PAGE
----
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Healthy Menu Choices Act, practice points

April 13, 2017

As we previously reported, the Healthy Menu Choices Act, 2015 came into force on January 1, 2017. The Act stipulates that owners of food service premises that are part of a chain with 20 or more locations in Ontario must display prescribed calorie information for every standard food and beverage item that is listed or depicted on a menu (whether printed or electronic) or in an advertisement, subject to certain exceptions. Further, the Act stipulates that a prescribed contextual statement (which outlines average calorie intake requirements) must also be included on these same menus and advertisements, subject to certain exceptions.

Over the course of the last few months, owners of food service premises have been working vigilantly to update their menus and advertisements to comply with the Act. We hope that the following points regarding the Act will be useful in this regard:

  1. Food or drink items that are offered for sale for less than 90 days during the calendar year (whether such days are consecutive or not) are exempt from the purview of the Act, and therefore are not subject to the calorie disclosure requirement.
  2. The definition of “standard food item” in the Act is supplemented by its Regulations, which clarify that the “standard food item” must also be a “restaurant-type food or drink item” (i.e. a food or drink item that is either served in a regulated food service premise or processed and prepared primarily in a regulated food service premise, and that is intended for immediate consumption on the premises or elsewhere without further preparation by a consumer before consumption).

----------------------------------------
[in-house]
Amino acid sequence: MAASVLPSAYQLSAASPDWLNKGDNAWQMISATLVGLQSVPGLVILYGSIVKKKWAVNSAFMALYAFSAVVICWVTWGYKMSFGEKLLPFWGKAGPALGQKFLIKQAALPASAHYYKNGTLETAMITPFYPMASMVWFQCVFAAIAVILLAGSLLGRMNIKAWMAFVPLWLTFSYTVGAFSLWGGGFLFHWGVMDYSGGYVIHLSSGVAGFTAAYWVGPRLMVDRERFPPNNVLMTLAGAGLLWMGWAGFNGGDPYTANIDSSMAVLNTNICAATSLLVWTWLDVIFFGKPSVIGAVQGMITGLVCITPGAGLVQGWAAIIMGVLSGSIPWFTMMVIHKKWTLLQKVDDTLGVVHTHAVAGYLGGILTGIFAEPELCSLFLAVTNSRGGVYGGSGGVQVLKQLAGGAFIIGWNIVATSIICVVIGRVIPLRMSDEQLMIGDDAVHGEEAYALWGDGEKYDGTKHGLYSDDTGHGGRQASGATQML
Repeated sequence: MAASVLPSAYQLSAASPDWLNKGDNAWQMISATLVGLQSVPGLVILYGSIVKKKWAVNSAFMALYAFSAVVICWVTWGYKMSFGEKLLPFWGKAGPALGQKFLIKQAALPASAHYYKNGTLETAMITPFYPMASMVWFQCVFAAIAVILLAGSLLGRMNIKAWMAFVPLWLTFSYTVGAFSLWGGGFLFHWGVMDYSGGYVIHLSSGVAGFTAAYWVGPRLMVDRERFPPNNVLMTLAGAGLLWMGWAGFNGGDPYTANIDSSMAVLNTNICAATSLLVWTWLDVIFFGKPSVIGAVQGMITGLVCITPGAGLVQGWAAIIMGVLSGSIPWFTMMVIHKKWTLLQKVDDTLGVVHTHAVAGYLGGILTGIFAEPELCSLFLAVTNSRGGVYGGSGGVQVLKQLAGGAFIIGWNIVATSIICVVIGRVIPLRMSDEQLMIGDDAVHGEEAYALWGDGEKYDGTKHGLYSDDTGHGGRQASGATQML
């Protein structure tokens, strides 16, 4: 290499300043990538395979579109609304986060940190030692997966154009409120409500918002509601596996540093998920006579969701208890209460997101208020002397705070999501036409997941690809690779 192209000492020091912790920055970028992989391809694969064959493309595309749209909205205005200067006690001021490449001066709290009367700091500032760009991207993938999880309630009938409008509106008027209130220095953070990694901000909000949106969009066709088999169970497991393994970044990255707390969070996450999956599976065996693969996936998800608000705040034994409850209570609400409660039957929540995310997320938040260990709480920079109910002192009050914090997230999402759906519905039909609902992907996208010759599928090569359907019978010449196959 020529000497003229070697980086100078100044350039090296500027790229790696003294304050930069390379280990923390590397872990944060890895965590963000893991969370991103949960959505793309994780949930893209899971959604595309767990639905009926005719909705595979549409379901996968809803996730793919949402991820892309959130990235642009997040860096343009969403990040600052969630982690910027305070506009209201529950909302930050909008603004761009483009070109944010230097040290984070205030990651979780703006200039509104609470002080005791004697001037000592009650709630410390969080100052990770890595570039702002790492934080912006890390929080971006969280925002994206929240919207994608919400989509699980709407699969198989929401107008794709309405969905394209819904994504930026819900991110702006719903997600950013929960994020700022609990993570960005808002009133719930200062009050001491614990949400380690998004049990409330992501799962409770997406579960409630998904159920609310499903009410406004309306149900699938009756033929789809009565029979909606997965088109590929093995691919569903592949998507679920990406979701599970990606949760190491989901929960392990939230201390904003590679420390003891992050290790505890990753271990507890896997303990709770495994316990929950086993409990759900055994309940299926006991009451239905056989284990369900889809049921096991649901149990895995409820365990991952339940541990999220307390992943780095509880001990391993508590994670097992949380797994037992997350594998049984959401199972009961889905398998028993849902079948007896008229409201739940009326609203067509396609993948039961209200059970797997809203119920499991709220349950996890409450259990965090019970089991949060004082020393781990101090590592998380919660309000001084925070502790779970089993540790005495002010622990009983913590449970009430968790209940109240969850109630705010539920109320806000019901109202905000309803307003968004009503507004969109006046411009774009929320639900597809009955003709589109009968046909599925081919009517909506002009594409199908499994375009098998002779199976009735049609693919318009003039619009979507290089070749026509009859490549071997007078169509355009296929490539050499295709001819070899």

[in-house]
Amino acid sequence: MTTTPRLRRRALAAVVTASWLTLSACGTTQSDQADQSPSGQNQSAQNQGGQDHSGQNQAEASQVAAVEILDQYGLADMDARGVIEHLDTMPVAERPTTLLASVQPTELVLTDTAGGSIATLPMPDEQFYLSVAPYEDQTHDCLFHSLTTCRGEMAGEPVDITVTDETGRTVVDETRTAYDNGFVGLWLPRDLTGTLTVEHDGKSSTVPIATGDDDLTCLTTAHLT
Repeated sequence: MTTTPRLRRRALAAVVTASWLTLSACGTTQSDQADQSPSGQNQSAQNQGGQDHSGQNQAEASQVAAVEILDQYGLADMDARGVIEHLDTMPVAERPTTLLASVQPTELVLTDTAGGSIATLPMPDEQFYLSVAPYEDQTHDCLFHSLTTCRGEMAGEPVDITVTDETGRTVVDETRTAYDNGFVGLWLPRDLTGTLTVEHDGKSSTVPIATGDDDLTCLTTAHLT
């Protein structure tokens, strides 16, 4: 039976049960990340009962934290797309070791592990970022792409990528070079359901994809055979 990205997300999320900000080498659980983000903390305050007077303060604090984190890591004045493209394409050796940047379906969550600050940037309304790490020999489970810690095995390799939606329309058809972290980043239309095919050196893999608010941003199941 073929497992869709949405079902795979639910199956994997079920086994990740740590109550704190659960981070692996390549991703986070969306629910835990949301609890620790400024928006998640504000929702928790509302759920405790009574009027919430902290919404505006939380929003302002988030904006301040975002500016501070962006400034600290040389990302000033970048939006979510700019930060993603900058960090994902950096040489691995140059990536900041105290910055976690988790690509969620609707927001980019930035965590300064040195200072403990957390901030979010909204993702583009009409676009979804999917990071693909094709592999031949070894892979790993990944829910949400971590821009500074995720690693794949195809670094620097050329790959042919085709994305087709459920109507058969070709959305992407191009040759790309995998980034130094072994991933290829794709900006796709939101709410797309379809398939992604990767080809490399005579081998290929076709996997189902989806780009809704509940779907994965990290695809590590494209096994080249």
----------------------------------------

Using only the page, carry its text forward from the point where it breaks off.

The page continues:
3. Once it is determined that calorie disclosure requirements apply in respect of a menu or advertisement, it is important to consider all of the prescribed rules governing how the information must be displayed, as many of the rules do not always apply.
  4. There is a distinction in the Act between advertisements that are “distributed or available outside the regulated food service premise” (i.e. offsite advertising) and those that are “at the regulated food premise” (i.e. in-store advertising). Most importantly, the former are exempt from the calorie disclosure and contextual statement requirements if they do not include a price or do not include a method of placing an order. Also, the contextual statement is generally not required for advertisements that are displayed at a regulated food service premise (i.e. in-store advertising).

It is important to note that particular care must be taken to assess the particulars of any given situation against the requirements of the Act, as many of its provisions are very prescriptive and have variable application. We are also aware that the Act is currently being actively enforced  and, as such, continued vigilance is key.


NOT LEGAL ADVICE. Information made available on this website in any form is for information purposes only. It is not, and should not be taken as, legal advice. You should not rely on, or take or fail to take any action based upon this information. Never disregard professional legal advice or delay in seeking legal advice because of something you have read on this website. Gowling WLG professionals will be pleased to discuss resolutions to specific legal concerns you may have.

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